(Apparatus floor, Fire station. Dim lights illuminate a fire engine and an ambulance. All quiet, two brass poles are illuminated by off stage lighting. Quiet…quiet…quiet…A loud tone blares, the auditorium suddenly illuminated with blinding light, two figures descend from above, sliding the brass poles, then two more, then two more. They scramble for their positions on the trucks. The spotlight follows them, moving quickly as a loudspeaker fills the hall…
“Attention Rescue 1 and Engine 13, respond to 262 Public Street for a possible CVA”
Two overhead doors open, the trucks exit and the doors close. Dim lights illuminate an empty apparatus floor. All quiet, two brass poles are illuminated by off stage lighting. The house lights go off. Quiet…quiet.)
(A man sits on a reclining chair, slumping, leaning to his left side. A television sits in the corner, on but ignored. Evidence of a life well lived surrounds them, open books on the coffee table, an easy chair next to the recliner, family pictures on the walls.)
(Margaret puts the phone down, stands in front of the man, the kneels)
Harv! Harvey! Talk to me Harv! Please! Oh, Harvey, please…
(Margaret paces, walks from the window back to Harv, then to the door, looking out, waiting. Sirens are heard in the distance, low wail, then increasingly louder, and louder. Margaret stops pacing and kneels next to Harv. A loud knock, the storm door opens, a man in uniform enters, followed by five others, filling the stage. The men bring equipment and begin setting it up. Two of the firefighters go directly to Harvey and open their med bag and get busy)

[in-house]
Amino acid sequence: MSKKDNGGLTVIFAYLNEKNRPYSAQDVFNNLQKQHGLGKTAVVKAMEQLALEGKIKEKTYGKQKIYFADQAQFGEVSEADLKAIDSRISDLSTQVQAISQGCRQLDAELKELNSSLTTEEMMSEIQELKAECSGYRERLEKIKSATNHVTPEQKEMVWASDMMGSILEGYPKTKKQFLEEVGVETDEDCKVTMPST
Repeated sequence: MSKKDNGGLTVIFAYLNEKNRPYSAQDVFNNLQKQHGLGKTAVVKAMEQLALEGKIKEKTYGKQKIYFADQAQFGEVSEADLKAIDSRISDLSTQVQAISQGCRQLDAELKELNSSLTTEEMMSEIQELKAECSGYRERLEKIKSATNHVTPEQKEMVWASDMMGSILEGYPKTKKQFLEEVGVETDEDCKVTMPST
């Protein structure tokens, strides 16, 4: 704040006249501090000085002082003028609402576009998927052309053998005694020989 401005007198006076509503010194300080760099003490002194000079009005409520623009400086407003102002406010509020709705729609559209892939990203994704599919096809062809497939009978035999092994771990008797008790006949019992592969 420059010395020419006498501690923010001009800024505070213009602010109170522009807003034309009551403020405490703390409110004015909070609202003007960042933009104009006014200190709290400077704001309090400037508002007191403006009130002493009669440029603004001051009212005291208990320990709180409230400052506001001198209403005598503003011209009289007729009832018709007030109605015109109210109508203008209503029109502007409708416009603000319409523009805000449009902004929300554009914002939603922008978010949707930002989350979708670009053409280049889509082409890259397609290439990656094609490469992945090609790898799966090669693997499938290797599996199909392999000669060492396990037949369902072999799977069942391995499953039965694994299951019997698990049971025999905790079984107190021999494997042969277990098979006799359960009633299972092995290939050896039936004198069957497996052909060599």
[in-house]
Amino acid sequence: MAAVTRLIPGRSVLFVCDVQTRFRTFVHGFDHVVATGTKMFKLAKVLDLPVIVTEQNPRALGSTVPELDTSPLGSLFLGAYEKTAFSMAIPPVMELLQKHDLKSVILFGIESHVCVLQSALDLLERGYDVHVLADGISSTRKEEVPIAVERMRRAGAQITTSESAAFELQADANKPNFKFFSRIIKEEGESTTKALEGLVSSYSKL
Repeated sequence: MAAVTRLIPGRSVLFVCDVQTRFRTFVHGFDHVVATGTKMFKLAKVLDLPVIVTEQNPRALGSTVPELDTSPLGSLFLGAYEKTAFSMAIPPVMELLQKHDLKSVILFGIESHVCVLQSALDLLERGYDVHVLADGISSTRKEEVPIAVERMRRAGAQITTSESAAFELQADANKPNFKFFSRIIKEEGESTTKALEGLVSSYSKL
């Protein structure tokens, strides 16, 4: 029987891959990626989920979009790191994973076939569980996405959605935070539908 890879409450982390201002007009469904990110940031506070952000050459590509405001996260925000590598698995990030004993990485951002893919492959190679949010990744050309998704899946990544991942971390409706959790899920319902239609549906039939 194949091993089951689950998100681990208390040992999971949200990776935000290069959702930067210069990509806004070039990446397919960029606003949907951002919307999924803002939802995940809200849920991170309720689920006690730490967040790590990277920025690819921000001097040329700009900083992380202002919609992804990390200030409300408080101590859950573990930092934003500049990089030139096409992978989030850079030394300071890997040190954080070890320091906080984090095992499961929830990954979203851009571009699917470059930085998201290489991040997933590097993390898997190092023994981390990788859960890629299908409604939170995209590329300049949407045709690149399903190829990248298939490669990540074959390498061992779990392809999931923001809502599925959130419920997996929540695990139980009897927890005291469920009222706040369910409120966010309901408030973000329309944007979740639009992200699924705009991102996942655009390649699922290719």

Fire department. What’s going on?
We were watching TV, and I noticed Harvey wasn’t focusing, then he slumped into his hair, and wouldn’t answer me, I think he’s dying!
Nobody dies when I’m working. There’s too much paperwork.
(Lt. Morse holds Margaret’s hand and helps her sit on the chair next to her husband,)
(Renato, one of the firefighters has finished doing a blood glucose test on Harvey, and waits for the result)
His blood glucose is 16! No wonder why he’s not responding!
Is that bad?
Is he diabetic?
Why, yes, yes he is, but he takes his medication every day!
It’s okay, mam. I think we can help.
(The stage is a flurry of activity as Harvey is treated. Two of the firefighters start an IV, another hooks up an oxygen cylinder to Harvey’s face, a forth attached a blood pressure cuff to Harvey’s arm while Margaret watches. The scene is frantic, but controlled.)
I’ve got the D-50 ready.
Blood pressure 167 over 100, heart rate 120
D-50 going in.
Oh my god, is he going to be okay?
We’ll know in a minute.
(The set is quiet for thirty seconds, all movement stopped. Harvey begins to move, slowly at first, then shakes his head and stretches his arms.)
Where am I? What happened?)
Oh thank god! Harvey, I thought you were gone!
I felt dizzy, then can’t remember. Who are these guys?
I called 911 and these people showed up.
Looks like you had a diabetic emergency Harv. You’re glucose level dropped to seventeen!
That’s never happened before.
I hope it never happens again!
(The firefighters clean up the stage, take their equipment with them and exit stage left.)
You really should go to the hospital Harv.
I’ve got an appointment in the morning with my doctor, I’ll be fine.
Keep an aye on him, okay Margaret?
Of course, and thank you!
(Lt. Morse leaves the couple, exiting stage left. Margaret turns the TV off, and helps Harv from his chair as they go to bed. Harvey turns the light switch as he leaves the room. The stage is dark.)